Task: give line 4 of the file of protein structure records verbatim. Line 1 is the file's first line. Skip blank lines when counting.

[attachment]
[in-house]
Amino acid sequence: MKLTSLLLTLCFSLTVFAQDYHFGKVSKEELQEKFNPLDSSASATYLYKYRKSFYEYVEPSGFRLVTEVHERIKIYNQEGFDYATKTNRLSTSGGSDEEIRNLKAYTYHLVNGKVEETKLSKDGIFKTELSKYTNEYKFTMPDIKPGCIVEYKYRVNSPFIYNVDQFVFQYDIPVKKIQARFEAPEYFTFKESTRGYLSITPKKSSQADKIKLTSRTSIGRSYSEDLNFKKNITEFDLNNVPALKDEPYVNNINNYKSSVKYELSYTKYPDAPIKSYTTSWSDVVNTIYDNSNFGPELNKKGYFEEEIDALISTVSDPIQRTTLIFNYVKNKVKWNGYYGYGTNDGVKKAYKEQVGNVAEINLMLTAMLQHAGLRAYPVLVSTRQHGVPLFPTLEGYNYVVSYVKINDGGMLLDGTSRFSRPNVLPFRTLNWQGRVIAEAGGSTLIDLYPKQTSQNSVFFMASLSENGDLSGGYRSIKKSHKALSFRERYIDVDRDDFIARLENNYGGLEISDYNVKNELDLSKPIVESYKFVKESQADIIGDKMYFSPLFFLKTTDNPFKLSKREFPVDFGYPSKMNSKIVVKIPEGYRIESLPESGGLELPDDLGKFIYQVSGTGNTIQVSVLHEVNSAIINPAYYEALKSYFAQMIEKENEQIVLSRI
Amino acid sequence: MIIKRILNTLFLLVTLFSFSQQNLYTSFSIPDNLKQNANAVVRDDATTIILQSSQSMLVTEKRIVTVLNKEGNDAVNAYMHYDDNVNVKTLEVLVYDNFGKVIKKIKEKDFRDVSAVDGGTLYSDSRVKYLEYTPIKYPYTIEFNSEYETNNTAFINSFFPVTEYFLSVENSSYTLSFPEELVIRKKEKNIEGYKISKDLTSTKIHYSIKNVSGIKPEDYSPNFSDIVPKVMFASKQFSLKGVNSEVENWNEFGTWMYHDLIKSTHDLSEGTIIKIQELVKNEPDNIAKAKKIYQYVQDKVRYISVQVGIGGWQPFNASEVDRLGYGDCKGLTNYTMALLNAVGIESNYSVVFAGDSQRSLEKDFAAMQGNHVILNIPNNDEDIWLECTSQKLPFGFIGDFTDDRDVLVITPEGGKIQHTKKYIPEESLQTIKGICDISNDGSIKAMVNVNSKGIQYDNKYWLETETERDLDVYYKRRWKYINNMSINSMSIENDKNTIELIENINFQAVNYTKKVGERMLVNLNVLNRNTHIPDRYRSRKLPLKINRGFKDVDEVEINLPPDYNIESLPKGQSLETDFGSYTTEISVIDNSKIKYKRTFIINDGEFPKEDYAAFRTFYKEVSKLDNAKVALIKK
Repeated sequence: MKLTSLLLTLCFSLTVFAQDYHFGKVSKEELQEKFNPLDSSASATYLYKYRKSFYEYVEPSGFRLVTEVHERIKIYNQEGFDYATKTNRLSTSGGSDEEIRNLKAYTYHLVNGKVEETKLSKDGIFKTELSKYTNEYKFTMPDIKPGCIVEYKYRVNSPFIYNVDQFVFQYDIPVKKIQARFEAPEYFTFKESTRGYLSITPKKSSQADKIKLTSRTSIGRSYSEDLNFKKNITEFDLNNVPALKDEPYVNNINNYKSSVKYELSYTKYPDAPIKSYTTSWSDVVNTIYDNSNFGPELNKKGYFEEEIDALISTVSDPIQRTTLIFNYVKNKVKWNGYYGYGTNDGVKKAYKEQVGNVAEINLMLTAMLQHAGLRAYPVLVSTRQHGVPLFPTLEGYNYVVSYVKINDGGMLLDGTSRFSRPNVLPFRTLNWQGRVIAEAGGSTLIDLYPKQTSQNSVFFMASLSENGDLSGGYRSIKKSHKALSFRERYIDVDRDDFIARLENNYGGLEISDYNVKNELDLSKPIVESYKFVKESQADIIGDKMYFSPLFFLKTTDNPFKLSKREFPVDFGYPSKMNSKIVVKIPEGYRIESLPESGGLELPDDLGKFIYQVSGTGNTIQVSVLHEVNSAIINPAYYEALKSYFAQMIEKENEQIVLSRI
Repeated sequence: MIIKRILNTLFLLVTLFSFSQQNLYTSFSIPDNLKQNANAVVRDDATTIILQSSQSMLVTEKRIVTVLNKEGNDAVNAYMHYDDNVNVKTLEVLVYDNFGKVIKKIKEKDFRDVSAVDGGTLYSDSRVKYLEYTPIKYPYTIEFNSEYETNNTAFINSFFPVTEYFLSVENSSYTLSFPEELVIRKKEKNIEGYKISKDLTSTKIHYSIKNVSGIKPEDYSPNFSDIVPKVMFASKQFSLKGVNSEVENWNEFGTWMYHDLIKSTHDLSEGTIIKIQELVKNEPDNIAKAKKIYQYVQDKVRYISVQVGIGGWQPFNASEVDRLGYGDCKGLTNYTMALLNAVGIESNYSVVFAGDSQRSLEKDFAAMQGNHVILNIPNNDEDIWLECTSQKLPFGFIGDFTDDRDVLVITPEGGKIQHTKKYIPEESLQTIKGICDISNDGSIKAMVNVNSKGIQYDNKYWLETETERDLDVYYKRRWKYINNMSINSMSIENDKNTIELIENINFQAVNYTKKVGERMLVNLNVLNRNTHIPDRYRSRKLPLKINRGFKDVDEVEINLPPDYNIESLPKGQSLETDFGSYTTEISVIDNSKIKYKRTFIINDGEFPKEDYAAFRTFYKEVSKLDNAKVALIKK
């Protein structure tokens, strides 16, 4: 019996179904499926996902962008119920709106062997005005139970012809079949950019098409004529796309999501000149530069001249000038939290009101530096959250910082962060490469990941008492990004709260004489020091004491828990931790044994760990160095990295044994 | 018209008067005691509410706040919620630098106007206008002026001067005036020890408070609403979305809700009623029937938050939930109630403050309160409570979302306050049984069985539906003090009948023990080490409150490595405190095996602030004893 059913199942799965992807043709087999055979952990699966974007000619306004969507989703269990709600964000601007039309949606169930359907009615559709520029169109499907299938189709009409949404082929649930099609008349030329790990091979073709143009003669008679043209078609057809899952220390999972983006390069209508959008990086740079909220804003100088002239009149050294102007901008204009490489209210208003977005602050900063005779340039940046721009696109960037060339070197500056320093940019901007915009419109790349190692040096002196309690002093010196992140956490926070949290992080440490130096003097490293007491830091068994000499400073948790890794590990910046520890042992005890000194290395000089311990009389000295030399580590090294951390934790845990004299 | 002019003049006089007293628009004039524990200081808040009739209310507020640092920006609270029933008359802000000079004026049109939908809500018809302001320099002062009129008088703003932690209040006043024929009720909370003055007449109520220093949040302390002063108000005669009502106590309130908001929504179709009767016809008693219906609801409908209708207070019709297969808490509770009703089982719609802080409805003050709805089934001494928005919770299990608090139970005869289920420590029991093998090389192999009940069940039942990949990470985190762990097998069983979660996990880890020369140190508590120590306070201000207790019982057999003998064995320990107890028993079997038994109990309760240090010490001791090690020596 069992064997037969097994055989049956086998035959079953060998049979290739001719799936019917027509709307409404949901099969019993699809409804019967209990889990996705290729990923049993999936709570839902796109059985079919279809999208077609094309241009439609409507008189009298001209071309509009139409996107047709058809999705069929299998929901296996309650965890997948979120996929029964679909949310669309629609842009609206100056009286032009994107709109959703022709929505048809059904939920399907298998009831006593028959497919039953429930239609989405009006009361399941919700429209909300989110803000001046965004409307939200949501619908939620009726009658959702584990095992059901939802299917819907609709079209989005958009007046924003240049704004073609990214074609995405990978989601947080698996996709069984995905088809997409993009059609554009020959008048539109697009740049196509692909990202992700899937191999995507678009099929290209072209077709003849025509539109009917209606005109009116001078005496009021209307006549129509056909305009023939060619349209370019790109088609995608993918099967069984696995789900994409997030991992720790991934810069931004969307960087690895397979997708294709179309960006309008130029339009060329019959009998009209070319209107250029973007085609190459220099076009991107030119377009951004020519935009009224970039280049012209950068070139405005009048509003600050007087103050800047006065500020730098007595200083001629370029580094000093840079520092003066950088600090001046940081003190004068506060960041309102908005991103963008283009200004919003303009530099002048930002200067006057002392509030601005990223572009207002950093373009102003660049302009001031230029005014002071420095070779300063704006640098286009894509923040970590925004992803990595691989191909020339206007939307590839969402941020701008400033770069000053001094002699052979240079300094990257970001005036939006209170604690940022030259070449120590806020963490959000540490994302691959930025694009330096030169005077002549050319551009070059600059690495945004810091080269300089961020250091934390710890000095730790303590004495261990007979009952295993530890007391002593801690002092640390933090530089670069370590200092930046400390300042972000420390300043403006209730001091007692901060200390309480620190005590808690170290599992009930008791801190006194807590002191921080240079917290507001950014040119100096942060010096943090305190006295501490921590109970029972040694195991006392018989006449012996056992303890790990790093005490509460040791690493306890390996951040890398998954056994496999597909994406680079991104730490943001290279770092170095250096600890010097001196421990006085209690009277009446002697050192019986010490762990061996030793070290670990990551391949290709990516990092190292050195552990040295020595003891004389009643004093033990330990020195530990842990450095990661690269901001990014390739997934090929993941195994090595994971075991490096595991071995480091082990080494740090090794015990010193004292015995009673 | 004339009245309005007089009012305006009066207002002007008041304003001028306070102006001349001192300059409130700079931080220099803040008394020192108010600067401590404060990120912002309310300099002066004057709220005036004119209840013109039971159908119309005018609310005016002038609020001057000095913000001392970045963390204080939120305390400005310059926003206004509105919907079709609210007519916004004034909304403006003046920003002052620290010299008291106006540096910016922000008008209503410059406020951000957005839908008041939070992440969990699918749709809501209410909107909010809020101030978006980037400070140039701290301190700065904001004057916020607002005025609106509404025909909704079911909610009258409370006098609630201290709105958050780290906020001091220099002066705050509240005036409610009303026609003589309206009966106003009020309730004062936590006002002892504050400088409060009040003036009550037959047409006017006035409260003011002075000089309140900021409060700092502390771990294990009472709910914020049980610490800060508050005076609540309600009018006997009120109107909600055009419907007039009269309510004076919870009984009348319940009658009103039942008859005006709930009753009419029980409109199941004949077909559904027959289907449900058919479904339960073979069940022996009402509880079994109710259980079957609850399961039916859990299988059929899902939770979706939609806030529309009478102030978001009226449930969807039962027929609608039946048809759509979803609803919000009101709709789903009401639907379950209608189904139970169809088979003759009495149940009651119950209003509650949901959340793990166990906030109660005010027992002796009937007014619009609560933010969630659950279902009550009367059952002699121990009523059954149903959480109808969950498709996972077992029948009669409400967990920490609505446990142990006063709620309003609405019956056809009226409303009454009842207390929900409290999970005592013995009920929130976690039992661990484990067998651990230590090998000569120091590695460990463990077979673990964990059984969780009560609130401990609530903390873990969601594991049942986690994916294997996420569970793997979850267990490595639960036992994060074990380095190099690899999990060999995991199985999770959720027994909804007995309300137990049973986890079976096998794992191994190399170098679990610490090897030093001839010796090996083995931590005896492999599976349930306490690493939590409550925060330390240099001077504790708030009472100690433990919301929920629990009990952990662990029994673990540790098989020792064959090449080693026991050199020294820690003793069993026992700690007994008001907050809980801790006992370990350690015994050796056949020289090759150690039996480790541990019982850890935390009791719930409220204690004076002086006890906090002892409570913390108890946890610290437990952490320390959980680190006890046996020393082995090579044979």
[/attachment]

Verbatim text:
Repeated sequence: MKLTSLLLTLCFSLTVFAQDYHFGKVSKEELQEKFNPLDSSASATYLYKYRKSFYEYVEPSGFRLVTEVHERIKIYNQEGFDYATKTNRLSTSGGSDEEIRNLKAYTYHLVNGKVEETKLSKDGIFKTELSKYTNEYKFTMPDIKPGCIVEYKYRVNSPFIYNVDQFVFQYDIPVKKIQARFEAPEYFTFKESTRGYLSITPKKSSQADKIKLTSRTSIGRSYSEDLNFKKNITEFDLNNVPALKDEPYVNNINNYKSSVKYELSYTKYPDAPIKSYTTSWSDVVNTIYDNSNFGPELNKKGYFEEEIDALISTVSDPIQRTTLIFNYVKNKVKWNGYYGYGTNDGVKKAYKEQVGNVAEINLMLTAMLQHAGLRAYPVLVSTRQHGVPLFPTLEGYNYVVSYVKINDGGMLLDGTSRFSRPNVLPFRTLNWQGRVIAEAGGSTLIDLYPKQTSQNSVFFMASLSENGDLSGGYRSIKKSHKALSFRERYIDVDRDDFIARLENNYGGLEISDYNVKNELDLSKPIVESYKFVKESQADIIGDKMYFSPLFFLKTTDNPFKLSKREFPVDFGYPSKMNSKIVVKIPEGYRIESLPESGGLELPDDLGKFIYQVSGTGNTIQVSVLHEVNSAIINPAYYEALKSYFAQMIEKENEQIVLSRI